The fastest human butchers can fully debone about 150 chickens per hour. That's a lot of chickens! But the new Mayekawa Automatic Chicken Deboner easily bests it, masterfully breaking down a whopping 1,500 chickens in the same amount of time--which, if our math is correct, is ten times faster than a flesh-and-blood butcher.
Understanding the difference between what’s right and what’s wrong — at least when it comes to the three-dimensional structure of objects — may be hard-wired from birth, researchers say. It might not be the result of seeing the world through binocular vision.
Future chicken cutlets may come from birds that have been genetically modified to resist bird flu, after a breakthrough in Britain announced this week. Researchers have produced chickens that cannot spread avian flu to other chickens, a major step toward protecting birds — and humans — from the deadly virus.
The transgenic cluckers still died from bird flu, however, so there’s still much more to be done before scientists produce a truly flu-free bird.
According to a new study, organic feed produces measurably different gene expression in chickens compared to normal feed, even if the ingredients are the same. The finding surprised researchers at the Louis Bolk Institute in the Netherlands, where a large research project is underway to examine possible health effects of differently produced feed.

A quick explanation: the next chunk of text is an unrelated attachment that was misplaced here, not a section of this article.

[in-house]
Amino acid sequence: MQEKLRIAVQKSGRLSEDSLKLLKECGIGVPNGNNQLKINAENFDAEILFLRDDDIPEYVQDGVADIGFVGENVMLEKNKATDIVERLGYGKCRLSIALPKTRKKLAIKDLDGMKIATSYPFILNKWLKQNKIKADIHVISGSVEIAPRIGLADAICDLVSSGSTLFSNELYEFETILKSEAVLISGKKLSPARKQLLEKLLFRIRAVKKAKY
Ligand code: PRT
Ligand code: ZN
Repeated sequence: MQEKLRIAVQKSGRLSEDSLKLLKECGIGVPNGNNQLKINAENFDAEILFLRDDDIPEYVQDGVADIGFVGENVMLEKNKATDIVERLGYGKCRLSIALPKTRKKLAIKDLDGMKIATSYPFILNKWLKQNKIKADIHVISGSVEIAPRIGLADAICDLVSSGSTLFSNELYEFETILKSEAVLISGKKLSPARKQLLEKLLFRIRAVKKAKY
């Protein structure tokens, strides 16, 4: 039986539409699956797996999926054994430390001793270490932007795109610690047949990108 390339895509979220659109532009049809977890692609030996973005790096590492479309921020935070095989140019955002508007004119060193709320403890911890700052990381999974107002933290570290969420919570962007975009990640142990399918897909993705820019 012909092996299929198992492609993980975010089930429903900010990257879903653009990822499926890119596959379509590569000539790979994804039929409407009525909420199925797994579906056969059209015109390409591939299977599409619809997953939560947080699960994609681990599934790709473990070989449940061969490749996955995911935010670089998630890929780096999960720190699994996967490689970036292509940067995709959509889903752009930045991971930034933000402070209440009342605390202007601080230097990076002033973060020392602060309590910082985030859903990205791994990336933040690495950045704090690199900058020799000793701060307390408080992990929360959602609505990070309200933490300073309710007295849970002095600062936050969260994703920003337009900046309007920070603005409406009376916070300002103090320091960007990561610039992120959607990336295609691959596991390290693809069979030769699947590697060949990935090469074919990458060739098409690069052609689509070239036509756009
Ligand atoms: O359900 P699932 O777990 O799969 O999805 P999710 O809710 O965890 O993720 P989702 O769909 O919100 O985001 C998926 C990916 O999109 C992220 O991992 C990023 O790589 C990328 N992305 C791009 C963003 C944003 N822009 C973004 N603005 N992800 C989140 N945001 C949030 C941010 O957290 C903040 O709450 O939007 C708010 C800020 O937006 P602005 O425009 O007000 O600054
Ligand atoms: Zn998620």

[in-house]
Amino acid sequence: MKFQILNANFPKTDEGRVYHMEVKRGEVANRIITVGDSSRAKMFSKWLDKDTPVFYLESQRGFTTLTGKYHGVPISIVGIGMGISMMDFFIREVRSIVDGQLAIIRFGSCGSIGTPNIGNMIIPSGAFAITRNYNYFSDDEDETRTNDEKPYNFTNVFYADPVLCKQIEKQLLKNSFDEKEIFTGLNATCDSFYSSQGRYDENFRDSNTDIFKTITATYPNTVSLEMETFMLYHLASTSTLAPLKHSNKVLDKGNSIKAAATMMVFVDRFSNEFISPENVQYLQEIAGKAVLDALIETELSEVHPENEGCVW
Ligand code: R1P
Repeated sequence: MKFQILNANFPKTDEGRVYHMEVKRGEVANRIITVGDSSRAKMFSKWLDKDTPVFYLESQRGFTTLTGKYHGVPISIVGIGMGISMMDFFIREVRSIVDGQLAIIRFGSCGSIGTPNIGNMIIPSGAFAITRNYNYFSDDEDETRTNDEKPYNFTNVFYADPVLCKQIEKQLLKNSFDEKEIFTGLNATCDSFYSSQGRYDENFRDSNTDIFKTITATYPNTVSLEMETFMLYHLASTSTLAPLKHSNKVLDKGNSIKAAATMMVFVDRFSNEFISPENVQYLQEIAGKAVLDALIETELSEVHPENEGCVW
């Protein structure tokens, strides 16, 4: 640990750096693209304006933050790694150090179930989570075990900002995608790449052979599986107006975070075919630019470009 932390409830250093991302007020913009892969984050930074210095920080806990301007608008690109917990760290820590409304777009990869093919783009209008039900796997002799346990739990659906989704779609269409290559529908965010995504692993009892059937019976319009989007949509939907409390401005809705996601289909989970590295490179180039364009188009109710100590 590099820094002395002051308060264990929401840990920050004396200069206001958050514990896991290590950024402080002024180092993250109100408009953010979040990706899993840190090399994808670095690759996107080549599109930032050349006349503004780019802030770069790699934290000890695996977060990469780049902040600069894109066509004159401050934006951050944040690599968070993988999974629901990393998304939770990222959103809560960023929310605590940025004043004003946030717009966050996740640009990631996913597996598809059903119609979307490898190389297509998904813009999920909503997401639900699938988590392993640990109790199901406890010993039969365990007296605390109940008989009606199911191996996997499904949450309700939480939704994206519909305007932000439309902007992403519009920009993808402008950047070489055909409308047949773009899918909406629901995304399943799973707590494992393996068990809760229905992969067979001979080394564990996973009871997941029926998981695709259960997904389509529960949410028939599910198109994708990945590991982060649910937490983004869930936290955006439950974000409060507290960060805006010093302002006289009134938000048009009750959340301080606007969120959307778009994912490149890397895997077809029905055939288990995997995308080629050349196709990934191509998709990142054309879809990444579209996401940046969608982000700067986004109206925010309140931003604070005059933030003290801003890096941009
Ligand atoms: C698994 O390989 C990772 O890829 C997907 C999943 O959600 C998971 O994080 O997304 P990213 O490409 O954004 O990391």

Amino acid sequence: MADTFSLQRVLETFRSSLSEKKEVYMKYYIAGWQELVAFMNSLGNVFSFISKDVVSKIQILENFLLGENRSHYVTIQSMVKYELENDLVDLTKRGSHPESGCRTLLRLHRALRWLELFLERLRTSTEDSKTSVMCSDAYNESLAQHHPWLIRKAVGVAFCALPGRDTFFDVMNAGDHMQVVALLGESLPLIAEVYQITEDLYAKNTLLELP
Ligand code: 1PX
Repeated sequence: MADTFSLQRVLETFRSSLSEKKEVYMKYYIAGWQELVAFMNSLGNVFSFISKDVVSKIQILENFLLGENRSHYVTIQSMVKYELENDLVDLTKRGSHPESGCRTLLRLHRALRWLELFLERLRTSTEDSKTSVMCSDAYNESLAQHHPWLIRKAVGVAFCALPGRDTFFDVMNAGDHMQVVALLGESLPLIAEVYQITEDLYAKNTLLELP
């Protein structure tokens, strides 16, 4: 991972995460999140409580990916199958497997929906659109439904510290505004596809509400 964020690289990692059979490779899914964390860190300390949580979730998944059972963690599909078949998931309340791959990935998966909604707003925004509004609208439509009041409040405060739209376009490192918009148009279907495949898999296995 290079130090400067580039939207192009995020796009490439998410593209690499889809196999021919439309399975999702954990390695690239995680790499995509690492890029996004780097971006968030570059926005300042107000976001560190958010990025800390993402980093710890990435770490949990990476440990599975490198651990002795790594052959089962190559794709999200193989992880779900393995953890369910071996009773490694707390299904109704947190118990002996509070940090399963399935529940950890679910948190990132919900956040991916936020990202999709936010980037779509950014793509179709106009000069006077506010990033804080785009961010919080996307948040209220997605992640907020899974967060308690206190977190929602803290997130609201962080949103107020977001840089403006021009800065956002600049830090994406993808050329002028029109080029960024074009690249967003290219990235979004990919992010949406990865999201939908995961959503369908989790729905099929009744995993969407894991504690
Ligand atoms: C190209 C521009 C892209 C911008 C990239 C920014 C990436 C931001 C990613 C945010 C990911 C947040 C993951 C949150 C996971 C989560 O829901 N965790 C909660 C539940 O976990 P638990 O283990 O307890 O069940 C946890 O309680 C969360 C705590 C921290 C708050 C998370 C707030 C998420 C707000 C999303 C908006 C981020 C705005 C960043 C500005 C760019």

When I was a kid, the only animal I wanted for a pet was a dinosaur. Seeing as non-avian dinosaurs had been extinct for around 65 million years, I settled for an iguana. However, new research at McGill University in Canada may finally bring me that pet dino I've been waiting 20 years for.
To create this image, which won the popular vote in the 2008 Nikon Small World contest, 22-year-old Tomás Pais de Azevedo, a graduate student in evolutionary and developmental biology at the University of Lisbon in Portugal, removed an eight-day-old, two-inch-long chicken embryo from its egg and stained it with a dye that binds to cartilage. The process took three days, after which he photographed the embryo through a stereo microscope. The dark-blue areas of the chick indicate where the cartilage will ultimately solidify into bone.
The ills of factory farming reach beyond the ethical as immunologists grow increasingly concerned about a vaccine-resistant virus
By Matt RansfordPosted 03.25.2008 at 6:44 pm 7 Comments
One of the dire consequences of factory farming is that it encourages the spread of disease due to the close quarters in which the animals live. Thats why theyre fed antibiotics and other medicines when they arent sick. This overuse of antibiotics, while beneficial to the flocks and herds in the short term, leads to stronger and more drug-resistant bacteria in the long term. The effect has been widely reported by popular authors like Michael Pollan and Eric Schlosser. What we havent heard much about are how viruses can thrive in this environment.